Comet Assay Systems: "Comet" Single Cell Gel Electrophoresis Systems
|The COMET single cell gel electrophoresis systems are designed specifically for single cell gel electrophoresis (SCGE). Comet Assays are used to detect and quantify DNA damage and repair within individual cells in genetic toxicology and carcinogenesis studies.|
• Available in 2 formats - to accommodate 20, or 40 standard microscope slides respectively
• Opaque ebony acrylic tank and lid - provide ideal protection for techniques requiring light-sensitive stains or samples
• Cooled central platform - provides a convenient surface for slide preparation in addition to maintaining slide temperature during pre-incubation and electrophoresis (see below)
• Cooling ports - can be connected to the JULABO chiller unit: to prevent overheating during SCGE/Comet assays, typically performed at high current settings over 300mA; and to inhibit DNA repair enzyme activity by maintaining the slide temperature at 4°C, either during preparation and mounting or preincubation and electrophoresis
• Buffer recirculation ports - can be connected to a peristaltic pump to maintain buffer circulation, preventing ion gradient formation
• Colour-coded handles - corresponding to the anode and cathode - serve as a visual aid to ensure that the slides are positioned in the correct polar orientation for the assay
Background - The Comet Assay/SCGE was pioneered by Östling and Johansson (1) in 1984 as a neutral pH assay to quantify double-stranded DNA breakages (DSBs) in single cells exposed to γ irradiation. The system was then modified in 1988 to a more versatile and sensitive alkaline method to measure both single- (SSBs) and double-stranded DNA breakages. Now, by introducing subtle changes to the assay conditions (pH/temperature), the Comet Assay can be tailored to analyse specific DNA lesions and repair processes.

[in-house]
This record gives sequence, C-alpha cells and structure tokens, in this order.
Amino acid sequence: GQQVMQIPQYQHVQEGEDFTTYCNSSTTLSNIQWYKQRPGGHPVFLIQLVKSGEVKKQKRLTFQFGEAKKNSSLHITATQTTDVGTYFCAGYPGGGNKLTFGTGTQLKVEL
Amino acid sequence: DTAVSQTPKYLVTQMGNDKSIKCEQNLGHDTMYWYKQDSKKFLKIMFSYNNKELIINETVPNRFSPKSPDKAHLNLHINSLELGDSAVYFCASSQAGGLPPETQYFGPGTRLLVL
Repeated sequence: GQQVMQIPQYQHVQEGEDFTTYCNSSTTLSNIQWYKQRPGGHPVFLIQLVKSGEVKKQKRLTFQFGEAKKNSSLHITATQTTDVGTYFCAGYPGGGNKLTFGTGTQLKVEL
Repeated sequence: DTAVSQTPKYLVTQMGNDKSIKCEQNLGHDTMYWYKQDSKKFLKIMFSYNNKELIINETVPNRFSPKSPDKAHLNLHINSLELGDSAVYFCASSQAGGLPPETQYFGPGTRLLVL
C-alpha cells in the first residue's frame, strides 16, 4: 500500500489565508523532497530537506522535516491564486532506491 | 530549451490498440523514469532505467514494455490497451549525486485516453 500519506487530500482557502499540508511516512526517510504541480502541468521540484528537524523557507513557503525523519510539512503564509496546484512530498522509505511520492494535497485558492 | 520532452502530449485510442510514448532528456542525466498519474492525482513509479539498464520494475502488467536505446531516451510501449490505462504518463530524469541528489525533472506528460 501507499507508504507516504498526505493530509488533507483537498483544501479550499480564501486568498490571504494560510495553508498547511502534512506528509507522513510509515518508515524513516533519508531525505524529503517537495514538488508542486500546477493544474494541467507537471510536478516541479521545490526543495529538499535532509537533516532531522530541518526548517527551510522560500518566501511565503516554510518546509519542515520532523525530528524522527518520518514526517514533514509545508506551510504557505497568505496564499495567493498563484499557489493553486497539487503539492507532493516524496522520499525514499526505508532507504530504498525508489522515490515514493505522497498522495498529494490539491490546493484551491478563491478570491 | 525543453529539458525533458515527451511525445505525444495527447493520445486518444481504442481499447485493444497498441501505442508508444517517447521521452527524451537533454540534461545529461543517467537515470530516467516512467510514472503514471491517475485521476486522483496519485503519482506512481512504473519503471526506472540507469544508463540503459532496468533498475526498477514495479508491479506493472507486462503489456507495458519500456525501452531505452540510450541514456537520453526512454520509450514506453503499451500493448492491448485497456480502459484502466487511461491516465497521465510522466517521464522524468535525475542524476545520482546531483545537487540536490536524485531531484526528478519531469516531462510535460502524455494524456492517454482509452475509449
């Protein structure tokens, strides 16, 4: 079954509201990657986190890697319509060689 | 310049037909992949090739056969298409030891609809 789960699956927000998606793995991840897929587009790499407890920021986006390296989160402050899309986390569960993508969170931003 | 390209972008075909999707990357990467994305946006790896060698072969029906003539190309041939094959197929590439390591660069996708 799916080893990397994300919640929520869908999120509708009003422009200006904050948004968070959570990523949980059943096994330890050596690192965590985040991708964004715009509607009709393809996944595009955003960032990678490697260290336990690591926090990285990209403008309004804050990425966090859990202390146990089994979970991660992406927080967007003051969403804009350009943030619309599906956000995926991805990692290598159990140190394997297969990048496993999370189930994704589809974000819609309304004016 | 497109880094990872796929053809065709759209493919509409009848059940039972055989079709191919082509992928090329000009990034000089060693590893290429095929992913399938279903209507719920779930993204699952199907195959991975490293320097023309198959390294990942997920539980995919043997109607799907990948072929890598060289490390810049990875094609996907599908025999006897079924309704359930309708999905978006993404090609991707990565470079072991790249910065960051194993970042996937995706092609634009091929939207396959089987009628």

Overview - The Comet Assay is based on the principle that strand breakage of supercoiled duplex DNA reduces the size of the large genomic DNA molecule from which these strands are separated or stretched out by electrophoresis. The high pH of the alkaline lysis step causes denaturation, unwinding of the duplex DNA and the release of alkali labile sites as SSBs. These then become “comets” as the broken ends of the negatively charged DNA molecule migrate towards the anode during electrophoresis.
Method - Cells, previously exposed to a genotoxic insult, are suspended in low melting point agarose (LMP) and embedded within a thin agarose gel on a microscope slide. All cellular proteins are then removed by lysis in detergent solution, when the DNA is allowed to unwind in the neutal/alkaline pH conditions of the detergent. The DNA is electrophoresed and then stained with a DNA-specific fluorescent dye such as acridine orange, ethidium bromide, propidium iodide or 4',6'-diamidino-2- phenylindole (DAPI).
Result - Upon staining cellular DNA is measured for fluorescence, usually with a microscopy imaging system. The resulting image resembles a “comet”, with the cellular DNA segregating into a “head” and “tail”. The head is composed of largely intact genomic DNA, while the tail comprises damaged (SSBs, DSBs) or fragmented DNA, with the fluorescence intensity and length of the tail being directly proportional to the extent of the DNA damage.
|COMET 20||Complete system for 20 Slides||$580.00|
|COMET 40||Complete system for 80 Slides||$705.00|
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